#8 — 6 Quick Leadership Lessons

We are continuing our review of the top Lean Leadership blogs of 2011. Today we are looking at 6 Quick Leadership lessons provided by Terry Starbucker.  I’ve provided a brief perspective on how these lessons apply to Lean Leaders.  Here’s #8:

Road To Hana - Maui, Hawaii

Image by IronRodArt - Royce Bair via Flickr

Today’s manufacturing plants are busy places.  While the factory has always been home to long hours and hard work, it certainly seems like the pressure has been turned up a notch or two over the years.  The Lean Manufacturing journey can and will improve your operation yet time is still a factor.  Training and development often suffer when it’s crunch time.

Terry Starbucker notes that time is a hindrance for training in many businesses when he states, “Sometimes it’s hard to get their full attention for 10 minutes, much less the time it would take to do a full-scale training session.”  Terry compiled a list of 6 time-tested, quick hitting one line lessons that he has used to develop his team even in the busiest of times.

Here are the one-liners with a brief commentary on how these apply to Lean Leadership:

  1. Teach – don’t tell:  teaching and coaching are absolutely critical to any Lean initiative.  You are driving a culture change which cannot be dictated.  You must be developing your teams and you must convince your front-line leaders to teach as well.
  2. Be an enabler, not a disabler:  It’s hard to imagine any leader being successful without an enabled team.  It’s safe to say that you won’t be a successful Lean Leader without an empowered team.  Provide your team with the tools they need and help them win.  Your front line leaders must also be enablers.
  3. Don’t do second things first:  Your parents taught you to do first things first.  It’s one of Stephen Covey’s 7 Habits of Highly Successful People.  So why do we delay or even derail progress by doing anything else?
  4. If you are not going forward, you are going backwards:  Lean Leaders embrace this mantra.  Teach your team to live it too.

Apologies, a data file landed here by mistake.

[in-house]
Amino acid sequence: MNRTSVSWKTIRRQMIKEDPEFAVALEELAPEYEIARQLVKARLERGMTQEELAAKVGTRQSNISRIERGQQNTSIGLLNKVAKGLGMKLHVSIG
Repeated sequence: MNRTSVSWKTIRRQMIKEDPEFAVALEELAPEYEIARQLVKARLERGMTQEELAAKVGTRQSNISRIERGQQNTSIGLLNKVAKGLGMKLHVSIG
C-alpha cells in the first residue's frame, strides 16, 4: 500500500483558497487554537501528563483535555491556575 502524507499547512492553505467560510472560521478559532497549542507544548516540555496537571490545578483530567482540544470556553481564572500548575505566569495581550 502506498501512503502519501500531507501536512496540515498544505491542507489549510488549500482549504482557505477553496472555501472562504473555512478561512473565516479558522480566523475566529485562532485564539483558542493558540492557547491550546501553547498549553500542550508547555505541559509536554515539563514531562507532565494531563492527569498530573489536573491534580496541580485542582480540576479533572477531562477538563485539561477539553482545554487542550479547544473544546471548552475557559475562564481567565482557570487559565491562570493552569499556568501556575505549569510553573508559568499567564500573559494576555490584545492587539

5. Bad news is good news:  The Lean world thinks of losses in terms of 7 forms of waste.  Any losses falling into one of these 7 wastes look like bad news.  The Lean Leader sees an opportunity to make the process better.
  6. The road to greatness is paved with mistakes well handled:  Lean Leaders should be constantly reflecting on how they and their teams can do it better next time.  This is the spirit of the Deming Cycle and at the heart of any continuous improvement process.

Lean Leaders are pressed for time at least as much as other leadership.  You can use these one liners to informally teach and re-teach your team.  Is your training taking a back seat because everyone is too busy?  Could your team benefit from any of these lessons?  Who can you reach out to today?


You are encouraged to read 6 Quick-Hitting One Line Lessons.

Please leave a comment below if you liked this article. You can also connect on LinkedIn, follow me on Twitter, subscribe via e-mail (right side bar), retweet, digg, or stumble this article. You can check out my Facebook page and continue the discussion there as well. Your feedback is appreciated.


About Christian Paulsen

Christian Paulsen is an Executive Consultant with 20 years of Lean Manufacturing. Chris adds value to organizations by driving process improvement and bottom line savings. Chris intends to help others by sharing the lessons learned after a quarter century of operational leadership, marriage, parenting, and even longer as a Cubs fan. Your comments on this blog are welcome. You can also connect with Chris via LinnkedIn, Twitter, and Facebook in the right sidebar. Chris welcomes your comments. Christian's professional services are available by contacting him through LinkedIn (right side bar)
This entry was posted in Top 10 2011 Blogs and tagged , . Bookmark the permalink.

2 Responses to #8 — 6 Quick Leadership Lessons

  1. Pam Campbell says:

    Loved the one-line lessons. The first one I believe is the most important. Not only is it important in business but in life. Probably the reason it’s in the #1 spot~LOL. Thanks for sharing!

Leave a Reply

Fill in your details below or click an icon to log in:

WordPress.com Logo

You are commenting using your WordPress.com account. Log Out / Change )

Twitter picture

You are commenting using your Twitter account. Log Out / Change )

Facebook photo

You are commenting using your Facebook account. Log Out / Change )

Google+ photo

You are commenting using your Google+ account. Log Out / Change )

Connecting to %s